Key NASA officials who oversee the agency said they don't believe the shuttle is safe for launch, according to a Local 6 News report.E-mails sent to NASA's administrator from the agency's inspector general's office obtained by the Orlando Sentinel said they didn't believe shuttle Discovery should launch without more work to prevent foam insulation from breaking off the external fuel tank.Read more.
NASA already had a "no go" for flight from the agency's top safety official and chief engineer. However, NASA managers went ahead and gave the "go for launch" for Saturday.
Meanwhile, NASA declined Thursday to release documents from a critical safety meeting where managers debated whether to go forward with the shuttle launch.
I'm a huge fan of our space program, and it don't want to see it terminated or mired down in politics to the point where it becomes toothless. But real safety issues are another matter entirely. When NASA's own top safety dogs don't have confidence in the launch, it's time for a closer look. And this refusal to share the minutes of a meeting where safety issues were discussed is just alarming.
Now mind you, I'm not one of those people who say that we have to have an absolutely zero level of risk in space flight. It's simply not possible to achieve. Astronauts entering the program go in with their eyes open and the knowledge that they are engaging in some extremely dangerous, ground breaking work which may eventually cost them their lives. Space is not a friendly place.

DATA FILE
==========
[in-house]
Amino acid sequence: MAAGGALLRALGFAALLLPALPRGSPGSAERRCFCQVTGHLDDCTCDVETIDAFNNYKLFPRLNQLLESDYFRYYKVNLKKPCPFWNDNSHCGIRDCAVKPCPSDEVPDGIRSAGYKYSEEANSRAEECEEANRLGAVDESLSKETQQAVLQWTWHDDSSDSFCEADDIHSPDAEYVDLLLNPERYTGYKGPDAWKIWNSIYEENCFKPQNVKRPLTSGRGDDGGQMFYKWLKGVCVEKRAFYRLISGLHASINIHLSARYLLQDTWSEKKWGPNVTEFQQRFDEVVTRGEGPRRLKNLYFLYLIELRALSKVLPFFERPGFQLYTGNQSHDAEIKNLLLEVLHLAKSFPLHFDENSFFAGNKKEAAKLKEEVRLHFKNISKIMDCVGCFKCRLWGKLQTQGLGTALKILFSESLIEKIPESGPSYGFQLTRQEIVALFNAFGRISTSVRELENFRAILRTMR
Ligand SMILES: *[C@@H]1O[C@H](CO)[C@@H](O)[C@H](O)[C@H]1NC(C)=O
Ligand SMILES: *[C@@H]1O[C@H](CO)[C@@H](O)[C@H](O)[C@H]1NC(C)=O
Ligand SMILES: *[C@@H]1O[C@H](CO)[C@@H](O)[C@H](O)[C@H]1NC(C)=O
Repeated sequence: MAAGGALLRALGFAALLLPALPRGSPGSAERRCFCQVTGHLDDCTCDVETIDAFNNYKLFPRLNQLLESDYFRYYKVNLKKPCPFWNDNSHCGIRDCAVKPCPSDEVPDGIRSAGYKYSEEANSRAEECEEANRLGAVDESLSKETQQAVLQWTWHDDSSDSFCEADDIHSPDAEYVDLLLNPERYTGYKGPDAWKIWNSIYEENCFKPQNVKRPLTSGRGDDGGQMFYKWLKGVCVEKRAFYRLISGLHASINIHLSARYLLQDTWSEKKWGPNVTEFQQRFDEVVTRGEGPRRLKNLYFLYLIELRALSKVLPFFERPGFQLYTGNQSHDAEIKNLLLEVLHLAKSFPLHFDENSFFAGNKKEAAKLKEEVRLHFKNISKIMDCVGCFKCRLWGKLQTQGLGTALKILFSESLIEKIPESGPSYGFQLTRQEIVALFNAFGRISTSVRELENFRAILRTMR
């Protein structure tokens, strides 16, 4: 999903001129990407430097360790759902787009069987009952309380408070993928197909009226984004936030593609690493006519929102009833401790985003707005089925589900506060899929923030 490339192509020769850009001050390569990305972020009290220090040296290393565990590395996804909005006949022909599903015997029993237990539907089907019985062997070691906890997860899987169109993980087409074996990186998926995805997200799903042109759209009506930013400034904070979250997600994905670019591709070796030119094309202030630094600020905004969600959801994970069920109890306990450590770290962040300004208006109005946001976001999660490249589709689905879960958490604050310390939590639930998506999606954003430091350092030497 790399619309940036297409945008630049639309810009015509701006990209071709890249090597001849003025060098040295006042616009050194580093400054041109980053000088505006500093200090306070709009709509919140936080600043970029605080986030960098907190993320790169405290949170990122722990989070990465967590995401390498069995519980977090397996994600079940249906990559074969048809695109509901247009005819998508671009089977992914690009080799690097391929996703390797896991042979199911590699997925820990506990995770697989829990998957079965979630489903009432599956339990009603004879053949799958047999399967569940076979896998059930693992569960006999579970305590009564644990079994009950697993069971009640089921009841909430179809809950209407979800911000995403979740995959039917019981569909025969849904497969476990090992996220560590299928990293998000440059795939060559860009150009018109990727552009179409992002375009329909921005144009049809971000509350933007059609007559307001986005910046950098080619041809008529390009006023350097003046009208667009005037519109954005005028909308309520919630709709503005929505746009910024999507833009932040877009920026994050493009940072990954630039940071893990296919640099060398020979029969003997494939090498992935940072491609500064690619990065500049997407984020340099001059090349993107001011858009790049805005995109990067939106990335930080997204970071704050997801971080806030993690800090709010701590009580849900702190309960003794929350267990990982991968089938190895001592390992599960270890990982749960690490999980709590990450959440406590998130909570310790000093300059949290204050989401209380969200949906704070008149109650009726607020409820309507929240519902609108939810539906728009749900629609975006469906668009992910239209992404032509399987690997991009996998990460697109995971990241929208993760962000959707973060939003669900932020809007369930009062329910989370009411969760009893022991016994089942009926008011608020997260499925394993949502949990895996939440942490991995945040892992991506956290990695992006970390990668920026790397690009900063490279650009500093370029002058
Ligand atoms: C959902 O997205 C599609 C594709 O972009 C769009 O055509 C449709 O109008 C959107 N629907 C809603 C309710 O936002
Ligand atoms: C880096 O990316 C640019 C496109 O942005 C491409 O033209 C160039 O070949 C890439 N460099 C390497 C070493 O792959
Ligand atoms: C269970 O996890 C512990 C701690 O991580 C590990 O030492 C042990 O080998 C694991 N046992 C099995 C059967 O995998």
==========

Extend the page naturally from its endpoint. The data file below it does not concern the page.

However, even with that in mind, we also can't afford to ignore obvious, critical safety issues. The last shuttle we lost sustained damage to their heat shields, and reports on CNN this week are saying that the shielding can be damaged to catastrophic levels by having birds run into it? If that's true, maybe it's past time to take another look at the design.
Yes, they have improved the in flight monitoring and inspection process to see if any damage was sustained during takeoff. But what if you find the damage? Do we just dump the astronauts off at the International Space Station and hope for rescue? And who's going to rescue them?
If we have another disaster on the next flight, this could signal the end of our manned space program for a long time to come. We need to work smarter, not just harder.